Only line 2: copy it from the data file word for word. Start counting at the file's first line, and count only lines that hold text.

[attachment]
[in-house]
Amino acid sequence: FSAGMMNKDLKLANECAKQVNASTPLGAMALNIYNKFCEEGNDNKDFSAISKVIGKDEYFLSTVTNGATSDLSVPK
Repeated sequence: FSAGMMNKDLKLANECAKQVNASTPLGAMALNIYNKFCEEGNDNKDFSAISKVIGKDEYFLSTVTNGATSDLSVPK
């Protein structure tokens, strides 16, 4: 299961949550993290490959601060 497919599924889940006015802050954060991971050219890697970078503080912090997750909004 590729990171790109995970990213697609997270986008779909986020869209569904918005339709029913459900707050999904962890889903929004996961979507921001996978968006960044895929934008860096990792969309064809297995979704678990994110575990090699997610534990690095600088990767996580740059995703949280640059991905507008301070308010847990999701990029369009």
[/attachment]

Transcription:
Amino acid sequence: FSAGMMNKDLKLANECAKQVNASTPLGAMALNIYNKFCEEGNDNKDFSAISKVIGKDEYFLSTVTNGATSDLSVPK